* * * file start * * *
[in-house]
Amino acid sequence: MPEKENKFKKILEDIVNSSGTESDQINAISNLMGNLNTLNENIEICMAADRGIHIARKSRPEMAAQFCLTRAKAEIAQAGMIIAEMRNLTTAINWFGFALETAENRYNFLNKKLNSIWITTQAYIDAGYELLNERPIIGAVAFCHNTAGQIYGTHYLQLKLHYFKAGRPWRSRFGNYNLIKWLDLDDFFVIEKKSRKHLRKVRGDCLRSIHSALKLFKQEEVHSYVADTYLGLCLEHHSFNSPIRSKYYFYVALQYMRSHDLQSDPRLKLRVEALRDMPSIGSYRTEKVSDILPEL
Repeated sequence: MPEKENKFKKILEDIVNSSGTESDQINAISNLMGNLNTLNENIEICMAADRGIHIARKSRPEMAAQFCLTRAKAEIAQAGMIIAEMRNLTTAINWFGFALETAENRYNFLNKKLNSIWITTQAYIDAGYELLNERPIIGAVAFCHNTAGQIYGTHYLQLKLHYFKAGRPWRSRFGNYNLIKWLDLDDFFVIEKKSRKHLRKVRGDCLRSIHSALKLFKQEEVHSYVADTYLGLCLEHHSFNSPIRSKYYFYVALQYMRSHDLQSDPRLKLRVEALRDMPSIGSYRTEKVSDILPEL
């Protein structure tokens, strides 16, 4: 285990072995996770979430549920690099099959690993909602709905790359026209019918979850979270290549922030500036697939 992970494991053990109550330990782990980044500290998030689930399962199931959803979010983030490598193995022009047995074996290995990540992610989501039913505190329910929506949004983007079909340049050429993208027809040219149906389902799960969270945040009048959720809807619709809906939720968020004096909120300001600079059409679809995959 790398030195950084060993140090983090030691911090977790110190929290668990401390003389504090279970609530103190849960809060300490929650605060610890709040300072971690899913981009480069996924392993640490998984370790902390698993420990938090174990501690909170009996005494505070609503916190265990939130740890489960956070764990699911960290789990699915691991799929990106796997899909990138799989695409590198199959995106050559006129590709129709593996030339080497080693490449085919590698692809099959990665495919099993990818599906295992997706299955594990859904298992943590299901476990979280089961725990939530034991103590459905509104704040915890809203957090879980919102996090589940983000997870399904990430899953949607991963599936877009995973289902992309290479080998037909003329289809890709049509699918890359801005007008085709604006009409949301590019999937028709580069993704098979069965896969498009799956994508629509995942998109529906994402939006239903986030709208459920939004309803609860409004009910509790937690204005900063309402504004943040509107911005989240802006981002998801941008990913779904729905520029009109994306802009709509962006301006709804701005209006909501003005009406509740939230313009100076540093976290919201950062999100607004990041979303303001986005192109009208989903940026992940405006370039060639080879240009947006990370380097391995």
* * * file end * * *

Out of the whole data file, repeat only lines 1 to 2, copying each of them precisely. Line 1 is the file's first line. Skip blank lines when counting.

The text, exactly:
[in-house]
Amino acid sequence: MPEKENKFKKILEDIVNSSGTESDQINAISNLMGNLNTLNENIEICMAADRGIHIARKSRPEMAAQFCLTRAKAEIAQAGMIIAEMRNLTTAINWFGFALETAENRYNFLNKKLNSIWITTQAYIDAGYELLNERPIIGAVAFCHNTAGQIYGTHYLQLKLHYFKAGRPWRSRFGNYNLIKWLDLDDFFVIEKKSRKHLRKVRGDCLRSIHSALKLFKQEEVHSYVADTYLGLCLEHHSFNSPIRSKYYFYVALQYMRSHDLQSDPRLKLRVEALRDMPSIGSYRTEKVSDILPEL